Today is the last day of our year of Plava Samvatsara. Tomorrow we move into Shubhakrita, which translates as the year of "auspicious actions," a time for doing good deeds.
Our wandering sadhus send us some photos from their early morning sadhanas. A peaceful end to a quiet day at Kauai Aadheenam.
"Even a great soul faces difficulties, but he does not take them personally. Generally people take problems too personally by identifying closely with them." - Gurudeva
Aum Namah Sivaya
Today we bring you the short story of a small area of nature near our Mini Mela building, which many might not notice as they walk by. After a good many years, plants do like they do here, grow a little wild (by gardeners' standards, that is). Sannyasin Kaivalyanathaswami has recently been adding a little refinement back into one of these areas. With the help of Jim, Swami has been making a small manicured clearing within a colorful hedge, returning it to its former glory as a serene sanctuary. Peruse the slideshow to learn more.
Our new concrete road down to Iraivan Temple is called Siva Saalai, “Siva’s Road” in Tamil. It is a 650-foot-long, 10-foot-wide entry, taking visitors through two rows of giant talipot palms, seven trees on each side. It is an awesome entryway.
After waiting a month for it to cure, heavy equipment can now use it. Today we are widening it with a skirt of dirt and gravel to vehicles can pass each other coming from opposite directions and so large delivery trucks can make the turns. Our employee Doug Noogle is bringing in loads and smoothing it out. This was once the most pot-holed road on the property. Today it is the Royal Road to Siva.
Here's a small tour through some of the items kept in supply for the many visitors passing through our Minimela giftshop.
A long-awaited manifestation is taking place in Siva's Sacred Gardens. It is the brainchild of Tandu Sivanathan, a bonsai sensei who has cared for, nurtured, shaped and otherwise raised dozens of bonsais at his Kauai homestead. He has recently, with the help of Deva Seyon, brought twelve of his master works to the monastery. Together they placed display stands at each of the Satguru murtis, then hand-picked which guru should be honored with which style of bonsai. Now Tandu comes to the monastery every other day to water them all, since their super-shallow root system is hyper sensitive to drying out. Come with us on a tour of this marvelous addition to an already marvelous sanctuary.Inspired the the beauty of the bonsai, Kartik Suresh wrote this short song (he's a bass player).
Bonzais of San Marga by Kartik Suresh, January 26, 2022
With Iraivan Temple just feet away, stand individual Bonzai for each Guru today. As each guru along San Marga’s path, each Bonzai’s shape colors their individual message.
Whether lush with leaves, or a long branch as one, Siva’s grace is seen and expressed in rain, wind and sun.
Such as Sanatana Dharma, Bonzais have seen millennia, and as Santana Dharma, need meticulous care and discipline to wash away karma.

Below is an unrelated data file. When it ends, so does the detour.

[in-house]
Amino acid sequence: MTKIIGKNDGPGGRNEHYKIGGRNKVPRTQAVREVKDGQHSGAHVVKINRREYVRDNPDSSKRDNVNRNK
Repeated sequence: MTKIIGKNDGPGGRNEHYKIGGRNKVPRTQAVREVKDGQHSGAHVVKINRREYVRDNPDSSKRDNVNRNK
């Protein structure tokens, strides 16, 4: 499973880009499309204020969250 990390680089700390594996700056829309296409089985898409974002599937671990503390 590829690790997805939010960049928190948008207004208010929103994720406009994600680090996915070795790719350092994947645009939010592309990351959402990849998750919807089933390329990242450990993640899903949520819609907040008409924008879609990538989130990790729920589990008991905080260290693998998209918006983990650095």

Jai Ganapathi, Jai Gurudeva, with these Bonzai at your feet, may Siva’s message and dance be shared with the world to see.
Click to play!
A short video showcasing the new concrete path to Iraivan Temple.
Today we share the second chapter in the tale of the trail, the making of the 10-foot-side and 650-foot-long concrete roadway leading to Iraivan Temple. The crew is amazingly hard-working, arriving before 6am and leaving after 5:30pm, and all day dealing with heavy concrete. The last photo is our favorite, relaxing at the end of five days effort. Our drone pilot captured a few overview shots toward the end of the slideshow. This roadway will transform the experience of driving and walking to Iraivan Temple, just as the very land on which our beloved Gurudeva stepped is guiding and transforming lives all over the world. Jai Gurudeva!
Aum Namah Sivaya
Today we bring you the current progress on the entry steps that lead up from near the Wailua River to Iraivan Temple. The first set of steps have been completed, and now the forms will be built for the next. Following the completion of the concrete pouring, a 15"-high lava rock wall will be built on both sides and eventually the steps will be clad with stone. One of the magical things is the three elephants are climbing the stairs along with pilgrims. Aum.
Recently we've completed the construction of a new bell tower along San Marga. If you have ever walked down San Marga from the Rudraksha Forest, you might recall that just after Muruga Hill there is a small wooden archway with a bronze bell attached. From afar the bell can be heard as pilgrims ring it, heralding their entrance into the Shivaloka while they move ever closer to their destination of Iraivan Temple. As a gift to the aadheenam, Umut (the mason who built Iraivan Temple's lava rock wall), volunteered to create a new archway from concrete and stone. A larger and more ornate bell would then be added. After a little over a month of work, the new bell was installed a rung loudly, echoing across San Marga. Next time you visit these sacred grounds, remember to strike this bell for all the three worlds to hear. Aum Namah Sivaya.
This week we've started construction on a new pathway which leads into Rishi Valley. This path will be providing visiting pilgrims an enjoyable trek along the edge of the ponds, across the stream, and up to Iraivan Temple. Aum
Archives are now available through 2001. Light colored days have no posts. 1998-2001 coming later.